How to comply with whistleblower regulations in the private sector

How to comply with whistleblower regulations in the private sector

How to comply with whistleblower regulations in the private sector
The whistleblower regulations are a set of measures to protect employees from reprisals if they report infringements of specific legislation or illegal activities within their organisation. These rules have been designed to protect the integrity of organisations, but how do you comply with these regulations as a company in the private sector? We’re glad to be able to explain it for you.

Companies have to set up an internal reporting channel so that employees can report breaches related to things like public procurement, environmental protection, privacy, public health and anti-money laundering. As soon as your company has more than 50 employees, you have to set up such a channel. If your organisation has more than 250 employees, then it must also be possible to make such a report in complete anonymity.

What does this mean in practical terms?

  • Appointment of a neutral report manager: the report manager is the contact person for whistleblowers and informs them about what the action being taken as a consequence of their report
  • Employee training: employees must be informed about the reporting procedure and know how to pass on information without fear of reprisal. Employees who are involved in dealing with reports must also be trained with regard to the purpose of the legislation and the duty of confidentiality that they have to maintain
  • Drawing up of internal rules: draw up internal rules where employees are informed about the contents of the legislation and the protection that they receive as well as possible action that they can take (internal report, external report or public disclosure)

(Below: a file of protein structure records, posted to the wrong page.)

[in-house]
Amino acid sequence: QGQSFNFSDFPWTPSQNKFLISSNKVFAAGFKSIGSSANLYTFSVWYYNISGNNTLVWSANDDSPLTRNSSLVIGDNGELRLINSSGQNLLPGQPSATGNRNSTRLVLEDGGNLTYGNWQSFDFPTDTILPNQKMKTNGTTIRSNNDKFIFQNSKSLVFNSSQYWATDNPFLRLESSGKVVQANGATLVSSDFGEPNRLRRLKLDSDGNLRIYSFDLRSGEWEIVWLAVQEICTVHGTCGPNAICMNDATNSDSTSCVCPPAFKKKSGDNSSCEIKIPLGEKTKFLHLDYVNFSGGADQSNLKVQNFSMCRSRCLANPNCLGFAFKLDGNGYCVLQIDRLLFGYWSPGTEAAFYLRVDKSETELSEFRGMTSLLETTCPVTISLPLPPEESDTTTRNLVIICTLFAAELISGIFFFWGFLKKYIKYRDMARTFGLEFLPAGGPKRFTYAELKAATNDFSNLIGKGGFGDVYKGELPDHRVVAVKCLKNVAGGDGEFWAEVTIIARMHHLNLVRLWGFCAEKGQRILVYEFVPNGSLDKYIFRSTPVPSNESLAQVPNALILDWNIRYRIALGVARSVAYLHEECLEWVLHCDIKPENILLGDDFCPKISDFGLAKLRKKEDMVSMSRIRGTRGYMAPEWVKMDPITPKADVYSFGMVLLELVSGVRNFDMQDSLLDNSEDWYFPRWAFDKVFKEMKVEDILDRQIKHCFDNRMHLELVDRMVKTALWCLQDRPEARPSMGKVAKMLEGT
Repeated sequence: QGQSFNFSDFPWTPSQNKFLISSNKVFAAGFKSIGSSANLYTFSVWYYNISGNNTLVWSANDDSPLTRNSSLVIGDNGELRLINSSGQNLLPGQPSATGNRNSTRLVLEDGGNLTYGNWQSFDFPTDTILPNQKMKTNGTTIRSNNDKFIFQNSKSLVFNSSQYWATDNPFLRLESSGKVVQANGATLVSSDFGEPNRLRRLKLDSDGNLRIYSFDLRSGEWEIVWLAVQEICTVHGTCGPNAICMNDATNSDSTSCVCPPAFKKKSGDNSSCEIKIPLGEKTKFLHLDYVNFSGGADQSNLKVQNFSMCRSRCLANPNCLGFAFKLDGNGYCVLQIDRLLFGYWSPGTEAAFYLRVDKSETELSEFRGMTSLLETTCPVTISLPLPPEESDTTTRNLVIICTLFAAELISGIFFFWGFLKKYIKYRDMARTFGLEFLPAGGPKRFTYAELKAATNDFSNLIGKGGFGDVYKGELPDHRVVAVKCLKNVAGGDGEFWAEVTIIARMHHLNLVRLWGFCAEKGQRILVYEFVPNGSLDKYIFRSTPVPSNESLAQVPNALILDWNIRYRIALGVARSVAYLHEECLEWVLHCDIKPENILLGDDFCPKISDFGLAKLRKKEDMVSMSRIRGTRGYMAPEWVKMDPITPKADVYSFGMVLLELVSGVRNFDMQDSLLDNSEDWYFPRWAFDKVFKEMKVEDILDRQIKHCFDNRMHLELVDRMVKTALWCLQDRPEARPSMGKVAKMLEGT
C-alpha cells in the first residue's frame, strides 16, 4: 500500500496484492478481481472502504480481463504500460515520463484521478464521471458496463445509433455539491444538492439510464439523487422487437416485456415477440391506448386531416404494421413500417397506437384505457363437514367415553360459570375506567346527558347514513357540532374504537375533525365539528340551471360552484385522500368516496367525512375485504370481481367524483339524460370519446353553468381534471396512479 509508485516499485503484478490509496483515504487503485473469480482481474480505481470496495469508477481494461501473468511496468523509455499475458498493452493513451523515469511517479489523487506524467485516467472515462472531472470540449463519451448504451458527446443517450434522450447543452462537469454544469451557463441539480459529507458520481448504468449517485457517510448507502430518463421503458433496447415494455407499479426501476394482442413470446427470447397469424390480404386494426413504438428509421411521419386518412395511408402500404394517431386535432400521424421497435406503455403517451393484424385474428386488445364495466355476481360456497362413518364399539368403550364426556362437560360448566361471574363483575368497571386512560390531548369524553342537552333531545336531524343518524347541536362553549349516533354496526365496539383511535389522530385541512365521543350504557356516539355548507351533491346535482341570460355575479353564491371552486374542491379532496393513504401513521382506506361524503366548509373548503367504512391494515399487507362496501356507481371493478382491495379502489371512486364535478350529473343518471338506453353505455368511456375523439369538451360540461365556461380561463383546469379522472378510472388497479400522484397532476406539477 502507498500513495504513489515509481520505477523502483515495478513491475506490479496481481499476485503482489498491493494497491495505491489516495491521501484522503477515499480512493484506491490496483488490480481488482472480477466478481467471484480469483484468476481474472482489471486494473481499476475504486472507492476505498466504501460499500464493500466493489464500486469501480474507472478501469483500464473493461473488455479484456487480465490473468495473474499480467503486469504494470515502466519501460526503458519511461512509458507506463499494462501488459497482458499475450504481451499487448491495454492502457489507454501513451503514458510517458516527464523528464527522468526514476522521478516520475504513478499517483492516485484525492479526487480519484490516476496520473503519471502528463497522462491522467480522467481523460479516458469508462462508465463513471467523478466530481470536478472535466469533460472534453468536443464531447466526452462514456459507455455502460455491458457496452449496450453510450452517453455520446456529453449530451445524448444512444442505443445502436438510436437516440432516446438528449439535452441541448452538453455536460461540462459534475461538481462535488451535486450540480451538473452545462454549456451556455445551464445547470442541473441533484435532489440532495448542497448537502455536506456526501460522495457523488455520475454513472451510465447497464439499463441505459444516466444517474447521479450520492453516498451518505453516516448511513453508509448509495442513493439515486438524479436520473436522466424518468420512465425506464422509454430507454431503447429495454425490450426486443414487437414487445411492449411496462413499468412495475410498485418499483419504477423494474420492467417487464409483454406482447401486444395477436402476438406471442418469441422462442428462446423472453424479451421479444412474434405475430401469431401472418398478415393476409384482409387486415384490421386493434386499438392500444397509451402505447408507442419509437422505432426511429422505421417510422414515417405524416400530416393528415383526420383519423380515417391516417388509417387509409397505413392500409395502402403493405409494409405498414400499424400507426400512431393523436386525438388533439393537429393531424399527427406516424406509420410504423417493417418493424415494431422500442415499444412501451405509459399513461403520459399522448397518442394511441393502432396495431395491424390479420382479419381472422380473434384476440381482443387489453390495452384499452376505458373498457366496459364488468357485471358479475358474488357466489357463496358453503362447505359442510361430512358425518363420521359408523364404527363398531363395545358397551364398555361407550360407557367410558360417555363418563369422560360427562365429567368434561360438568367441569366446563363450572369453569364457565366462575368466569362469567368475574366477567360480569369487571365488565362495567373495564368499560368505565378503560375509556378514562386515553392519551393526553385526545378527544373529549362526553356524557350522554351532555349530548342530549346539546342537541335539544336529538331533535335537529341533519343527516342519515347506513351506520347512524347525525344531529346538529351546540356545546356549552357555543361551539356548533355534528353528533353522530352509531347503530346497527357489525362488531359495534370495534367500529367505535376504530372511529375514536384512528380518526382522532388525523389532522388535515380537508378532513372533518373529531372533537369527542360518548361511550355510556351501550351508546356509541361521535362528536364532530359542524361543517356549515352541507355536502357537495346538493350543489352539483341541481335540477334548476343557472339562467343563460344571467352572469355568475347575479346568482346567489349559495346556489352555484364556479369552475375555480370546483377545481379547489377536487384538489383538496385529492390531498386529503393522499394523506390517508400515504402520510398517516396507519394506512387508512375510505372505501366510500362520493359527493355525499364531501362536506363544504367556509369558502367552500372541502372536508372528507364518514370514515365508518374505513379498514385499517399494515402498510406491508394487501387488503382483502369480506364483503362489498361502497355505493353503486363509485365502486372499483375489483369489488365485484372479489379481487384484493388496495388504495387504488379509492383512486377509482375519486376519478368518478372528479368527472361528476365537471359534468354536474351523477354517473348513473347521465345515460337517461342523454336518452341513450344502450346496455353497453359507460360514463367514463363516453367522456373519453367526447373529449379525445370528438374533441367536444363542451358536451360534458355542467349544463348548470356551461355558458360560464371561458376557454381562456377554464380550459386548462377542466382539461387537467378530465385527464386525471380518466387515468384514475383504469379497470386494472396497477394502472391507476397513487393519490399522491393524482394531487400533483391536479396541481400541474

• Maintaining a register of reports: every report received must be registered internally
  • Organising an internal investigation: whenever someone does blow the whistle on something, you should be able to respond quickly to the reported incident and conduct a thorough investigation to confirm or refute the allegations
  • Protection from reprisal: a whistleblower is protected from reprisal, in the form of dismissal, negative performance reviews or other forms of punishment. People reporting infringements are protected on condition that, at the time of making their report, they had reasonable grounds to believe that the report was true. This protection also extend to anyone connected to the reporter.

When does the legislation take effect?

The law comes into force on 15th February 2023. Companies with more than 50 employees and less than 250 employees have a period of grace until 17 December 2023 (unless certain exceptional sectors).

We advise you in any case to prepare your company for the introduction of the reporting channel. This can be done in-house, but it can also be outsourced.

Sanctions in the event of non-compliance

Companies that fail to comply with the above obligations regarding internal reporting, its registration and follow-up may face administrative penalties ranging from € 2,400 to € 24,000. Criminal sanctions are also possible.

Whistleblowers who do fall victim to reprisals are entitled to compensation ranging between 18 and 26 weeks’ pay. This compensation cannot be combined with any compensation for unfair dismissal. If the employee is not salaried, the compensation is set at the actual loss suffered.